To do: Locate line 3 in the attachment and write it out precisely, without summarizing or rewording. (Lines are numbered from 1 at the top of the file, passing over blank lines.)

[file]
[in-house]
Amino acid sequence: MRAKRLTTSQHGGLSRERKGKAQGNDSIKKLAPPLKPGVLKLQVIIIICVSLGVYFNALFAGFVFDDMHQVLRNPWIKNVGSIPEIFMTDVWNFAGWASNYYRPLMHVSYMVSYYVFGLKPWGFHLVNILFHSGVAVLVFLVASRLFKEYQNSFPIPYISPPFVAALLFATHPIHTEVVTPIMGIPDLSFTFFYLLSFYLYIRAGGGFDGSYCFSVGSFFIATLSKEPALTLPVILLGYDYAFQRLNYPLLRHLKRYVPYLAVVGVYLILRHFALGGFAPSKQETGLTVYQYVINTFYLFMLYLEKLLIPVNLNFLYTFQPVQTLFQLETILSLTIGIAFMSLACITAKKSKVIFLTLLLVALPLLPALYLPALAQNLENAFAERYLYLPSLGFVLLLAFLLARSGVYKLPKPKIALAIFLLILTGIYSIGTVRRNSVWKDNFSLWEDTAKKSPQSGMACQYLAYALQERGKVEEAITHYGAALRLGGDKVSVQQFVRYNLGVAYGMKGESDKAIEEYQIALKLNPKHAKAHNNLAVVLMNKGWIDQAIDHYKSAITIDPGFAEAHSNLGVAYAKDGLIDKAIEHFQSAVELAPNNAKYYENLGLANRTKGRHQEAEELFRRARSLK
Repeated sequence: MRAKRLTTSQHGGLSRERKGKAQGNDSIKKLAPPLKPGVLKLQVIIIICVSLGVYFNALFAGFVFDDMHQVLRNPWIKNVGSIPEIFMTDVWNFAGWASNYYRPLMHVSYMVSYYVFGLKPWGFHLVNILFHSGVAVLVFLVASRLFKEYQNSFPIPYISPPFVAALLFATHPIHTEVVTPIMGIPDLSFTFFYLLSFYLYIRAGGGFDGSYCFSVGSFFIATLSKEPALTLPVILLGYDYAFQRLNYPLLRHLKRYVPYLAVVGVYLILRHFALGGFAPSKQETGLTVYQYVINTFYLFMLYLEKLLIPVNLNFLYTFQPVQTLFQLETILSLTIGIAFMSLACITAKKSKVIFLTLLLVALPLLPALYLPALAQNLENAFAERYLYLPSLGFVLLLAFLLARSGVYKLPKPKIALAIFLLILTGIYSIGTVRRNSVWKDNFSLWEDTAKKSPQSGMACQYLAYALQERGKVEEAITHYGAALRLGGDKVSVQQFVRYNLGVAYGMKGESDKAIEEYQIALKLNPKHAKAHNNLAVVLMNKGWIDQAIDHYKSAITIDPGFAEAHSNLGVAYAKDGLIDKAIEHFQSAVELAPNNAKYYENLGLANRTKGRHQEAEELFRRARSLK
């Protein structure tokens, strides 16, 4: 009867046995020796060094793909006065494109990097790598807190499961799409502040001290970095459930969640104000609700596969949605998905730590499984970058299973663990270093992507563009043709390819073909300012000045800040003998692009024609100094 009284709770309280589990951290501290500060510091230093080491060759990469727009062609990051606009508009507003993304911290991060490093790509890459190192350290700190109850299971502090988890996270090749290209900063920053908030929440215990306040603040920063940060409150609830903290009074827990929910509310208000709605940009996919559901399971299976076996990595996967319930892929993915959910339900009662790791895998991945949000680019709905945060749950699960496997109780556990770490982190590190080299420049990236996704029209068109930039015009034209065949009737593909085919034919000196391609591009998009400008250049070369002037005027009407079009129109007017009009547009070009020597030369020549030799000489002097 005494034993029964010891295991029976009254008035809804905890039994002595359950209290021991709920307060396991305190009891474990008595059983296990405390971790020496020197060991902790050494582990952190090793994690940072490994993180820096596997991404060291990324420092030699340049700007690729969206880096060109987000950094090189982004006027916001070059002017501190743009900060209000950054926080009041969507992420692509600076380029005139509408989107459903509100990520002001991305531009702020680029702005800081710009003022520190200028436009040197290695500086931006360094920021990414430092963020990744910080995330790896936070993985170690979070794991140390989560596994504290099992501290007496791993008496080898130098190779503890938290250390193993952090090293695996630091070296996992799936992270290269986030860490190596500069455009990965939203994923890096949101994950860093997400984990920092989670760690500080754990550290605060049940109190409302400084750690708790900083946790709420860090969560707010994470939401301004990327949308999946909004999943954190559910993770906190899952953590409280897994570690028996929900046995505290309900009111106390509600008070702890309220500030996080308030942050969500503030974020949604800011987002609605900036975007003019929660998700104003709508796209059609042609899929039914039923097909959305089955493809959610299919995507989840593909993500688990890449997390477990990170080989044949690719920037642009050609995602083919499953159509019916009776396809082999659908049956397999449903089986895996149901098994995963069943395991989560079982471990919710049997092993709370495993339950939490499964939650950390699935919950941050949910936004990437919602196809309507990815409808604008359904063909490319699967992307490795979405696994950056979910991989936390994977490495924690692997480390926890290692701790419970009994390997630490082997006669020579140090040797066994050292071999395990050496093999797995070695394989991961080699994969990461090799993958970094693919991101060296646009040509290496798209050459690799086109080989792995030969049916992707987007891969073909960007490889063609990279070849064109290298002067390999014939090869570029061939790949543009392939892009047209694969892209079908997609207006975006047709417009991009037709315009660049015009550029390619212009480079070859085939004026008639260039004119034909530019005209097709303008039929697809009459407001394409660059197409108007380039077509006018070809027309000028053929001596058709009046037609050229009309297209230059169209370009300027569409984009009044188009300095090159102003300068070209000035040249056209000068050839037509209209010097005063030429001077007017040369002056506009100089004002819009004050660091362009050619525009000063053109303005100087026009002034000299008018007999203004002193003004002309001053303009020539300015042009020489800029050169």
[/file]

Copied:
Repeated sequence: MRAKRLTTSQHGGLSRERKGKAQGNDSIKKLAPPLKPGVLKLQVIIIICVSLGVYFNALFAGFVFDDMHQVLRNPWIKNVGSIPEIFMTDVWNFAGWASNYYRPLMHVSYMVSYYVFGLKPWGFHLVNILFHSGVAVLVFLVASRLFKEYQNSFPIPYISPPFVAALLFATHPIHTEVVTPIMGIPDLSFTFFYLLSFYLYIRAGGGFDGSYCFSVGSFFIATLSKEPALTLPVILLGYDYAFQRLNYPLLRHLKRYVPYLAVVGVYLILRHFALGGFAPSKQETGLTVYQYVINTFYLFMLYLEKLLIPVNLNFLYTFQPVQTLFQLETILSLTIGIAFMSLACITAKKSKVIFLTLLLVALPLLPALYLPALAQNLENAFAERYLYLPSLGFVLLLAFLLARSGVYKLPKPKIALAIFLLILTGIYSIGTVRRNSVWKDNFSLWEDTAKKSPQSGMACQYLAYALQERGKVEEAITHYGAALRLGGDKVSVQQFVRYNLGVAYGMKGESDKAIEEYQIALKLNPKHAKAHNNLAVVLMNKGWIDQAIDHYKSAITIDPGFAEAHSNLGVAYAKDGLIDKAIEHFQSAVELAPNNAKYYENLGLANRTKGRHQEAEELFRRARSLK